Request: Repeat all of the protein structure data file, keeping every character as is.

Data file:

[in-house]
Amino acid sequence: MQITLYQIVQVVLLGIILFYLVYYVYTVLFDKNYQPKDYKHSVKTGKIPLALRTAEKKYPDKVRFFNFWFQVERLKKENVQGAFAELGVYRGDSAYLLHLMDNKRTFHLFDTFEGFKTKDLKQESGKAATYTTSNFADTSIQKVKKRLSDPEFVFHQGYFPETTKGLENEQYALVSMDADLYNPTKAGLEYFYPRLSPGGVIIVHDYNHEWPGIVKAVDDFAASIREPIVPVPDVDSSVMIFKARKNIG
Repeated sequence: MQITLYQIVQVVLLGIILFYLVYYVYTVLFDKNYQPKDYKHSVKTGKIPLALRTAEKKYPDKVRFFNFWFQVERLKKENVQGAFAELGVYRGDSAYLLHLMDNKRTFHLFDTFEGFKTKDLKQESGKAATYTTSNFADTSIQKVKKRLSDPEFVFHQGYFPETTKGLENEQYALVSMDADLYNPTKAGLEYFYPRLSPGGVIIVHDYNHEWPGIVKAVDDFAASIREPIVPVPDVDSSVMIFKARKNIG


[in-house]
Amino acid sequence: MQITLYQIVQVVLLGIILFYLVYYVYTVLFDKNYQPKDYKHSVKTGKIPLALRTAEKKYPDKVRFFNFWFQVERLKKENVQGAFAELGVYRGDSAYLLHLMDNKRTFHLFDTFEGFKTKDLKQESGKAATYTTSNFADTSIQKVKKRLSDPEFVFHQGYFPETTKGLENEQYALVSMDADLYNPTKAGLEYFYPRLSPGGVIIVHDYNHEWPGIVKAVDDFAASIREPIVPVPDVDSSVMIFKARKNIG
Repeated sequence: MQITLYQIVQVVLLGIILFYLVYYVYTVLFDKNYQPKDYKHSVKTGKIPLALRTAEKKYPDKVRFFNFWFQVERLKKENVQGAFAELGVYRGDSAYLLHLMDNKRTFHLFDTFEGFKTKDLKQESGKAATYTTSNFADTSIQKVKKRLSDPEFVFHQGYFPETTKGLENEQYALVSMDADLYNPTKAGLEYFYPRLSPGGVIIVHDYNHEWPGIVKAVDDFAASIREPIVPVPDVDSSVMIFKARKNIG